Southern Representatives


W.E.B. Du Bois


April 1, 1920

The conditions under which a person is allowed to vote under our government, is left in the hands of the states, with only two limitations:

First.— No person can be deprived of a vote on account of “race, color, or previous condition of servitude” (Fifteenth Amendment).

Second.— If the state limits the right to vote for any other reasons, Congress has the right proportionately to reduce its representation (Fourteenth Amendment).

In the North the right to vote is restricted slightly by educational qualifications; in the South the right to vote is so restricted by educational, property, military, industrial, and administrative qualifications, that the majority of voters are disqualified. The United States has a right to reduce representation in Congress. The Republican majority is in honor bound to do this. The Negro race should demand such reduction. The reduction would not make the North lose a single Congressman, but it would sweep out of the National House forty-two Negro baiters from the South, who are upholding lynching and voting “Jim-Crow” legislation and depriving Negroes of education.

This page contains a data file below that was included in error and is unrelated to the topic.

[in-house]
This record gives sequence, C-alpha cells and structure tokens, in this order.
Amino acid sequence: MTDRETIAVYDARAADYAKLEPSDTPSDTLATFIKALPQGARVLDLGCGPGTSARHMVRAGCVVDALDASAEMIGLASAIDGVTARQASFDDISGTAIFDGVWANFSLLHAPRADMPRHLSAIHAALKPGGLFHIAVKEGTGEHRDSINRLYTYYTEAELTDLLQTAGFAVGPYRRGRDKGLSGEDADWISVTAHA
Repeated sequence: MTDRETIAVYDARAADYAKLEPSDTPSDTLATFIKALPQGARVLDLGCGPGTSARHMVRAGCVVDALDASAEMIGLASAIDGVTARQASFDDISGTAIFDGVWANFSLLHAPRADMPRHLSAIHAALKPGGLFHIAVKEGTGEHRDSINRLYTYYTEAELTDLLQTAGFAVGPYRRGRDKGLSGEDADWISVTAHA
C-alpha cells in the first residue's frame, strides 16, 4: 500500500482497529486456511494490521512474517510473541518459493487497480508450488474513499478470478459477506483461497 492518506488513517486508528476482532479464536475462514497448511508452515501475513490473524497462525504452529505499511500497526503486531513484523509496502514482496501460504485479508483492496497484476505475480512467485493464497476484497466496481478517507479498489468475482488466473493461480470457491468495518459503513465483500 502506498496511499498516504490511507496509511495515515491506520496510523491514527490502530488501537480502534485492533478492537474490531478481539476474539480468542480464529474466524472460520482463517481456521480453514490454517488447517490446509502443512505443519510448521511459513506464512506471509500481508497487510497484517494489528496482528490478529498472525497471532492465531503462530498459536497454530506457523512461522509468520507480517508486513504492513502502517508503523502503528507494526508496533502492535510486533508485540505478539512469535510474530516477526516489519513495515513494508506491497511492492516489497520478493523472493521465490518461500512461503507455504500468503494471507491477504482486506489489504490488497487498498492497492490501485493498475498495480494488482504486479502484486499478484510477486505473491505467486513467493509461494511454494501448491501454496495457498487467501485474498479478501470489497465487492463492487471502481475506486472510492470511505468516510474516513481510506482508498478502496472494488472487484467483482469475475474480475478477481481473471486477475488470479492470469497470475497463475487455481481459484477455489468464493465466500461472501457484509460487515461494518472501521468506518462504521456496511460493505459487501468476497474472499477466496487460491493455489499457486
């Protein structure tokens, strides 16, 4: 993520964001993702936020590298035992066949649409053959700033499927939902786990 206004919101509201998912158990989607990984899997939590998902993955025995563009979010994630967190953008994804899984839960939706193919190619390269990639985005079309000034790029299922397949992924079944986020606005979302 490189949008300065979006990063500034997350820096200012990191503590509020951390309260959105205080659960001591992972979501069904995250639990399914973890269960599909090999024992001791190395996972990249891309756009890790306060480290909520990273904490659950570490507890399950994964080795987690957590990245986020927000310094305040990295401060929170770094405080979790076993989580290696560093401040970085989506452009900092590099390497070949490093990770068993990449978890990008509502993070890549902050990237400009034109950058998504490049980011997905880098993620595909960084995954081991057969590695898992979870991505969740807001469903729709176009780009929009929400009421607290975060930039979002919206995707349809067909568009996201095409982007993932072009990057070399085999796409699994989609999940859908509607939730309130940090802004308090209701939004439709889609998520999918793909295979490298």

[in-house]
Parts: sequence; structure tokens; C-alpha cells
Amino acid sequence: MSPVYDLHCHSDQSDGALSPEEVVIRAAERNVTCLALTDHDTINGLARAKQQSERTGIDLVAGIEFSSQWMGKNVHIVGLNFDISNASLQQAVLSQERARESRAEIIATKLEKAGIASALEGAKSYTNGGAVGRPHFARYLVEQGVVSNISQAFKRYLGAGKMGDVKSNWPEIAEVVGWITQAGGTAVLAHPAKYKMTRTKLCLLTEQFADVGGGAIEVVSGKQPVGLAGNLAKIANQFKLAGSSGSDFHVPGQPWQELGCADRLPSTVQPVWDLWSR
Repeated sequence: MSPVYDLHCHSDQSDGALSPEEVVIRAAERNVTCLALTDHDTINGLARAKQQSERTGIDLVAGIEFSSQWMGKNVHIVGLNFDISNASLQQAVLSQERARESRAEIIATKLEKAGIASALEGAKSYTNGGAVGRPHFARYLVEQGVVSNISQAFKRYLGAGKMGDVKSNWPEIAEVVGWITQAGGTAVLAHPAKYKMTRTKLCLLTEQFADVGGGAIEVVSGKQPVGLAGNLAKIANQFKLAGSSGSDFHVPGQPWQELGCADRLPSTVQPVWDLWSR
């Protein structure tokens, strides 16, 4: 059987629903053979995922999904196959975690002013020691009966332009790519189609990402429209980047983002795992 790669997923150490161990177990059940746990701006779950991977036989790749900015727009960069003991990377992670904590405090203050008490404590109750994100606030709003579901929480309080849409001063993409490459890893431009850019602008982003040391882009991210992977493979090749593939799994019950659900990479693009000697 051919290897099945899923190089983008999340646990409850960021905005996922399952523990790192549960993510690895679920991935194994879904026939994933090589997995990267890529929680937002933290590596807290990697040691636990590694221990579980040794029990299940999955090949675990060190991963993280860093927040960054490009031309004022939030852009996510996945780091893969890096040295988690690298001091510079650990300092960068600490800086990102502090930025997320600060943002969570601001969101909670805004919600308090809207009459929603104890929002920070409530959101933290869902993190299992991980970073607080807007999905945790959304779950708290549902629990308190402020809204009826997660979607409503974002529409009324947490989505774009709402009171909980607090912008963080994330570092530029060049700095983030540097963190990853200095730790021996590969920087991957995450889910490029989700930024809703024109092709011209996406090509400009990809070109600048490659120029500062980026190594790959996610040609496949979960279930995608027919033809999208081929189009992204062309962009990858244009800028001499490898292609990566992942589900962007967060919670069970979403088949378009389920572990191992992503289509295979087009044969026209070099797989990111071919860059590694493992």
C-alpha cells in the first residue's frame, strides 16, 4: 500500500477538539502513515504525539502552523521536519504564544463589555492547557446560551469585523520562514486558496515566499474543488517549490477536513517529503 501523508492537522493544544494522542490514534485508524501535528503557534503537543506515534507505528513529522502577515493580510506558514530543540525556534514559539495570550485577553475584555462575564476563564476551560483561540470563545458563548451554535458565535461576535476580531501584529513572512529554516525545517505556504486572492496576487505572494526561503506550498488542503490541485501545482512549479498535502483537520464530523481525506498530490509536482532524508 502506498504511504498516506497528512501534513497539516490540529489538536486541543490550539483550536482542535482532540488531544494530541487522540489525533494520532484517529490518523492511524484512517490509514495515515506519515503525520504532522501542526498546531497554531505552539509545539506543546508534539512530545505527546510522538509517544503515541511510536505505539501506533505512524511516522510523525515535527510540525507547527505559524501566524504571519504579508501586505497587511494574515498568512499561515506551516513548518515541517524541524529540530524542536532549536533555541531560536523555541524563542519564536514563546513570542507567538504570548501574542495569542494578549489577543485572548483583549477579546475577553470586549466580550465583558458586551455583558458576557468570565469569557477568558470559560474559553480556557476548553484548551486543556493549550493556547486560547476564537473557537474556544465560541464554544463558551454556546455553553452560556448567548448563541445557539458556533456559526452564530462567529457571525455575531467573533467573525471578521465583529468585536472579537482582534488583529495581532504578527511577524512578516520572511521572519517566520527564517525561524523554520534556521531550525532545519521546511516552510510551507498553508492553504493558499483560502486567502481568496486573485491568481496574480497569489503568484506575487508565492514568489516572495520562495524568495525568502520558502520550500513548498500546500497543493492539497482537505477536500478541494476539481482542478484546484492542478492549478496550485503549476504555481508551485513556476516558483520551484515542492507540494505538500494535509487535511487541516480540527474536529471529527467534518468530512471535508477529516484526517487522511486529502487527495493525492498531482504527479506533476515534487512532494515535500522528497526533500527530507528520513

The South may pretend that it would assent to this, rather than let Negroes vote. This is a falsehood. Restrictions on the black vote would disappear in a day. But even if it were true, the Negro would be infinitely better off: he would retain his legal right to vote in the South and his actual vote in the North and in the Border States, while his enemies would be kicked out of Congress. Why hesitate? The demand on the Republicans should be unanimous.


For attribution, please cite this work as:
Du Bois, W.E.B. 1920. “Southern Representatives.” The Crisis 19 (6): 299.